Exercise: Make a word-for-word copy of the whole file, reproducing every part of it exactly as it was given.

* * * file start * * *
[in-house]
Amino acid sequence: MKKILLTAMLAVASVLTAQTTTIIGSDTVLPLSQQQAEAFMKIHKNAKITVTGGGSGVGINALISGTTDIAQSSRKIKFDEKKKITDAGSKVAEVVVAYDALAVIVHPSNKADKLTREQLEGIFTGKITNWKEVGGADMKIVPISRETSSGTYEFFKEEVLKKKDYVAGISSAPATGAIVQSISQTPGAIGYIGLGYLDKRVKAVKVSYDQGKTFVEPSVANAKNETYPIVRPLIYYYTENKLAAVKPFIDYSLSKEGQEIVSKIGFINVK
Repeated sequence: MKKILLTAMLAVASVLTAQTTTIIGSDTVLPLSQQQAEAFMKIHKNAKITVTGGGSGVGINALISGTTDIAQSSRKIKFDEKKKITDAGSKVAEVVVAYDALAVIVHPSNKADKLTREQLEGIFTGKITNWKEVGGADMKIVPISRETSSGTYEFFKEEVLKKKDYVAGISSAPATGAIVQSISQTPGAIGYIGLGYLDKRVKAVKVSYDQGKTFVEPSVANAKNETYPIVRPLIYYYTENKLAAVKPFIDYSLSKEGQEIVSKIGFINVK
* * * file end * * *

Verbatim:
[in-house]
Amino acid sequence: MKKILLTAMLAVASVLTAQTTTIIGSDTVLPLSQQQAEAFMKIHKNAKITVTGGGSGVGINALISGTTDIAQSSRKIKFDEKKKITDAGSKVAEVVVAYDALAVIVHPSNKADKLTREQLEGIFTGKITNWKEVGGADMKIVPISRETSSGTYEFFKEEVLKKKDYVAGISSAPATGAIVQSISQTPGAIGYIGLGYLDKRVKAVKVSYDQGKTFVEPSVANAKNETYPIVRPLIYYYTENKLAAVKPFIDYSLSKEGQEIVSKIGFINVK
Repeated sequence: MKKILLTAMLAVASVLTAQTTTIIGSDTVLPLSQQQAEAFMKIHKNAKITVTGGGSGVGINALISGTTDIAQSSRKIKFDEKKKITDAGSKVAEVVVAYDALAVIVHPSNKADKLTREQLEGIFTGKITNWKEVGGADMKIVPISRETSSGTYEFFKEEVLKKKDYVAGISSAPATGAIVQSISQTPGAIGYIGLGYLDKRVKAVKVSYDQGKTFVEPSVANAKNETYPIVRPLIYYYTENKLAAVKPFIDYSLSKEGQEIVSKIGFINVK